Extraordinary evidence was provided by the Moon Mineralogy Mapper (M-cubed), a hyperspectral imaging instrument funded by NASA for India’s Chandrayaan-1 lunar orbiter. M-cubed made use of the same 3-micron signature utilized for Luna 24. Since then four other spacecraft have been used to produce data confirming this signal (in addition to some of the first indications in 1998 from the Lunar Prospector epithermal neutron experiment). NASA is fully supportive of the validity of these results. These are data that everyone seems prepared to believe, although I will say that in addition to all of the other, earlier sources, I have seen additional, convincing evidence. (Ironically, much of this evidence is associated with sites chosen for later Apollo landings that were then cancelled.) One must be willing to relax the “extraordinary” requirement only slightly in order to see the patterns, however. Hopefully, now we can have a reasonable conversation about the nature of water on the Moon.

There are several possible sources of lunar hydration, but three primary hypotheses:

  1. Water vapor delivered to the lunar atmosphere by impacting comets and meteoroids. A fraction of these molecules will propagate in the Moon’s atmosphere to permanently shadowed craters that are cold enough to make the molecules stick to these surfaces over geologically long timescales.
  2. Protons delivered by the solar wind and implanted in the lunar soil to react with oxygen (45% of the soil’s content) and form water, or at least hydroxyl.
  3. Water vapor from the lunar interior. In other words, we know at one time water vapor was reaching the surface in volcanic vents. (It is clear that the water in volcanic glasses is not solar-wind protons, nor is the sulfur of course.) Why could not some of this vapor simply have seeped up to the soil near the surface?
We have three basic hypotheses, all predicting different surface and depth distributions, in ways that will likely prove critical for harvesting this water for use by humans and rocket engines.

Water from comets will collect in these special cold traps near the poles, but the hydration signal is found over the whole polar region. This is more like what is expected from the third option, because the soil just below the surface near the poles is very cold. Water molecules become motionless in the soil—maybe not as long as molecules in the permanent cold-trap craters, but they do not need to. Water vapor from the interior will tend to get caught at least several meters down, where an individual molecule will need to unstick and re-stick many times before reaching the vacuum of the surface. Regarding the solar wind-implanted protons, not until the recent M-cubed results did scientists consider the possibility that molecules might stick to surfaces in the polar regions outside the cold-trap craters, surfaces that are heated to high temperatures every month. It is still not clear that this idea will work. Water vapor from the interior interacting before reaching the surface, however, is always insulated from these hot surface temperatures.

As I write this, the LCROSS spacecraft have taken their fatal plunge into the lunar polar crater Cabeus as planned, and excavated a much smaller ejecta plume than many had anticipated. Given the weakness of this signal, it will probably be some time before we know what the water composition of this material might be. If it is high, in the range of a percent or more, this bodes well for a model in which water permeates the soil to significant depth, as indicated by the internal-origin option. Of course water vapor seeping to the surface might be patchy, as it is for volcanic processes on Earth. If we see little water, I am not sure what it tells us. We may have just hit the wrong patch.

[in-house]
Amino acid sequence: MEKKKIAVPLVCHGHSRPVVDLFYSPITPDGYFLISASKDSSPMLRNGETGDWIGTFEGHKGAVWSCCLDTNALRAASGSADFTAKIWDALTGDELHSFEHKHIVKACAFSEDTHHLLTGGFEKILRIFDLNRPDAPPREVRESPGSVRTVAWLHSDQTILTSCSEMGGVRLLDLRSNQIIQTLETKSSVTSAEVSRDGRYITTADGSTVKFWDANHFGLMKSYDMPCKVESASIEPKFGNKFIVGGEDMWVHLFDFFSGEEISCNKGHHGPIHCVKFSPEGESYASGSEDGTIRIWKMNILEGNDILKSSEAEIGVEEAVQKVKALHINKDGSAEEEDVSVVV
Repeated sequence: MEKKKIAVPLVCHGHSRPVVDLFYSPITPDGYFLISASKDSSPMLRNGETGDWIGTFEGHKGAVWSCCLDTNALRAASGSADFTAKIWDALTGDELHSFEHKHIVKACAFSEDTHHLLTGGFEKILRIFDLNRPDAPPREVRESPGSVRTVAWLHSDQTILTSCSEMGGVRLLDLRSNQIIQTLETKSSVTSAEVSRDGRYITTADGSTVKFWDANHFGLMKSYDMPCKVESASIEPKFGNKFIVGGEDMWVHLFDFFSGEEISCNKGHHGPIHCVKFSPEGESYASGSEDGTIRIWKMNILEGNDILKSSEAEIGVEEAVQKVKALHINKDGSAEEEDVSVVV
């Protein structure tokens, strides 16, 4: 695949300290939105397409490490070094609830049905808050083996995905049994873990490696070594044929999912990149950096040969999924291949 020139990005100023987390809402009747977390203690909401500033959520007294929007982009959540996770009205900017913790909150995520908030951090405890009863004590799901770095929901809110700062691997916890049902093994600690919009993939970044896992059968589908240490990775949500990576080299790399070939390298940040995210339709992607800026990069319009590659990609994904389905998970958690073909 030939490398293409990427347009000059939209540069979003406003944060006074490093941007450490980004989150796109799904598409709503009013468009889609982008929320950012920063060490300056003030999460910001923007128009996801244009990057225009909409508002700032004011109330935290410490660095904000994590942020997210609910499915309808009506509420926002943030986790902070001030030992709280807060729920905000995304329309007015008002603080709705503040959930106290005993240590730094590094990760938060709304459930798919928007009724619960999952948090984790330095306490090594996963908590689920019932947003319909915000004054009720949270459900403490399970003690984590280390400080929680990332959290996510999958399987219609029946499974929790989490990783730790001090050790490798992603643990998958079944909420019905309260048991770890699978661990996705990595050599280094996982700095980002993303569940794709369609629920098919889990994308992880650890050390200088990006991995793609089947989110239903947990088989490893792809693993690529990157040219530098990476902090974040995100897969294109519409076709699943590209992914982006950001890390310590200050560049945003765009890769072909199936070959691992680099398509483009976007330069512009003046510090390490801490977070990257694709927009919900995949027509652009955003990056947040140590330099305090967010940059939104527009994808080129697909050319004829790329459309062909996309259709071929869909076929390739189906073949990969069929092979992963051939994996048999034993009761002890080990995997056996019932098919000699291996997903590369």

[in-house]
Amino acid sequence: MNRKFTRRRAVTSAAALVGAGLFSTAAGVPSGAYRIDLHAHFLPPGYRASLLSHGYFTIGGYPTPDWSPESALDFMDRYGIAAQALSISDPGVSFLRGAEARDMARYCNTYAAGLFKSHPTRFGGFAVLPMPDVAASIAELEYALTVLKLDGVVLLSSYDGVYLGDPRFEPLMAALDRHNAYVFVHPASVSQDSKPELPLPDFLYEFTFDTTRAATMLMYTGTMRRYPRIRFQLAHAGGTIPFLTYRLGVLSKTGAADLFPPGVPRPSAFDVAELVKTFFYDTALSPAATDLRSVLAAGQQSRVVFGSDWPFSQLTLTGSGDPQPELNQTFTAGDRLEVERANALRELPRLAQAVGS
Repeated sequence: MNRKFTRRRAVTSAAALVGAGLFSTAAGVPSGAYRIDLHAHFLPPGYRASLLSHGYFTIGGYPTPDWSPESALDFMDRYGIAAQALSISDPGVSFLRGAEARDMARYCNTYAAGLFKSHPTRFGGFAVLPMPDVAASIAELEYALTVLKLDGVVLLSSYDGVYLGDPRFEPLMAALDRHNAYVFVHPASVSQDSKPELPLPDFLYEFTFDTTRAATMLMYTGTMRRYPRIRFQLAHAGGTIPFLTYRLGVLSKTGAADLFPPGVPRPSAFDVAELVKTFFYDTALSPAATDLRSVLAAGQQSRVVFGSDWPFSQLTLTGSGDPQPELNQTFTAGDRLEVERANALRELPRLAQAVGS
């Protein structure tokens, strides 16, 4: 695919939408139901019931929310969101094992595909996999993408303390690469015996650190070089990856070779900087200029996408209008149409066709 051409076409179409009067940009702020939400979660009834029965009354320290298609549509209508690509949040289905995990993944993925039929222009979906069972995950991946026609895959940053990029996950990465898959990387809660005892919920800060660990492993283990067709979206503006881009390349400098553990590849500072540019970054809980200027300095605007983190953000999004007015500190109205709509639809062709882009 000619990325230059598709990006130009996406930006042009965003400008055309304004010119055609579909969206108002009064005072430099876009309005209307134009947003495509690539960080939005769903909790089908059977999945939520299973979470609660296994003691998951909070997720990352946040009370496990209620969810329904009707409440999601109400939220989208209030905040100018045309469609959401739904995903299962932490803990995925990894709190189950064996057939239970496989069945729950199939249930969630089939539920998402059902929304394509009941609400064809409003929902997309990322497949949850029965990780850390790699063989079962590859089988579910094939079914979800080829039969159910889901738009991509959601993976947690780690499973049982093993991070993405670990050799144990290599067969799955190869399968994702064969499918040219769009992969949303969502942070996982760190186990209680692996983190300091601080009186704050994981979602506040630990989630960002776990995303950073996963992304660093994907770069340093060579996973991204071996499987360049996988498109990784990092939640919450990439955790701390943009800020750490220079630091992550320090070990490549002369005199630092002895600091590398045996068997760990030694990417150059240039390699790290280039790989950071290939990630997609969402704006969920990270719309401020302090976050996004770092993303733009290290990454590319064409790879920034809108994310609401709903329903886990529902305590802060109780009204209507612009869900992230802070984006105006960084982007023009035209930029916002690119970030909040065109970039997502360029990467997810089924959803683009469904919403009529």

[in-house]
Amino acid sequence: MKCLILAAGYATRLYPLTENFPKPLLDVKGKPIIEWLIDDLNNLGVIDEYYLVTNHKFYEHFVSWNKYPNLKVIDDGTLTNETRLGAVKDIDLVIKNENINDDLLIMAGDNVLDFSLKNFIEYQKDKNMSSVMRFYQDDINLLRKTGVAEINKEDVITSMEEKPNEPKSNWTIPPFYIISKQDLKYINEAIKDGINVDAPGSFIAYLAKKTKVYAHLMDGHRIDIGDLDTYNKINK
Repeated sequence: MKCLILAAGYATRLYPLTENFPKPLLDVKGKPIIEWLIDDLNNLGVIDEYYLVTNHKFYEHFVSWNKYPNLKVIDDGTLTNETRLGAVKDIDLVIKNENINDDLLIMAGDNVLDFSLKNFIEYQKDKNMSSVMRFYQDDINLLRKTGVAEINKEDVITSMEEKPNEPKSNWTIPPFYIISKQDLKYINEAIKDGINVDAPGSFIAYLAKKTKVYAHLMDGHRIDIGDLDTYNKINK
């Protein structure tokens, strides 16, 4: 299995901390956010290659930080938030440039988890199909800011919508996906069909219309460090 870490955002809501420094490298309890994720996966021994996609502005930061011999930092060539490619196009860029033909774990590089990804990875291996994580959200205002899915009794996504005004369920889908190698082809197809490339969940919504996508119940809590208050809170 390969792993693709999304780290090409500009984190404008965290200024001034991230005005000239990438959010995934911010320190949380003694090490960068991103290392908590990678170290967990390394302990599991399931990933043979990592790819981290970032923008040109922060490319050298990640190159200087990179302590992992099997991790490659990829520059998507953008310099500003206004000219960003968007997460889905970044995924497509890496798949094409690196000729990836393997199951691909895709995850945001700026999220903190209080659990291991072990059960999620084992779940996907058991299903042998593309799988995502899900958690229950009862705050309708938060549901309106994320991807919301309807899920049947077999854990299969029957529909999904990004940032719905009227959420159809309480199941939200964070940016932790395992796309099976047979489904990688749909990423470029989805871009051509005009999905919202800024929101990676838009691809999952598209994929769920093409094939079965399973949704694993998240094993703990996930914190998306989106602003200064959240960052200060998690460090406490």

LCROSS has come and gone. There are vanishingly few spacecraft in the works that will address the problem of the origin of water and its distribution in depth and across the lunar surface. We have three basic hypotheses, all predicting different surface and depth distributions, in ways that will likely prove critical for harvesting this water for use by humans and rocket engines (as liquid oxygen and liquid hydrogen): scraping up solar-wind implanted protons over the surface at large will require radically different equipment than plowing the surfaces in permanently-shadowed craters. If the water comes from the interior, we probably need to drill down a few meters to reach it, where it is probably in the form of ice that can be heated and extracted. In any case we need to look at the surface and down perhaps 15 meters (probably with ground-penetrating radar) in order to locate the best places to mine water. A dry hole might easily cost a billion dollars. We also cannot pollute the neighborhood with our own rocket exhaust before we find out where and how to access this water, not to mention studying its scientific implications. Currently our exploration plans, requiring robots before we send humans, are nowhere near such a capability. We have not been thinking in these terms. Now that we know there is water on the Moon, the solar system may now be open to us. Hopefully now all what will limit us is the equipment that we can send there, not our inability to accept the evidence before us that water exists on the Moon.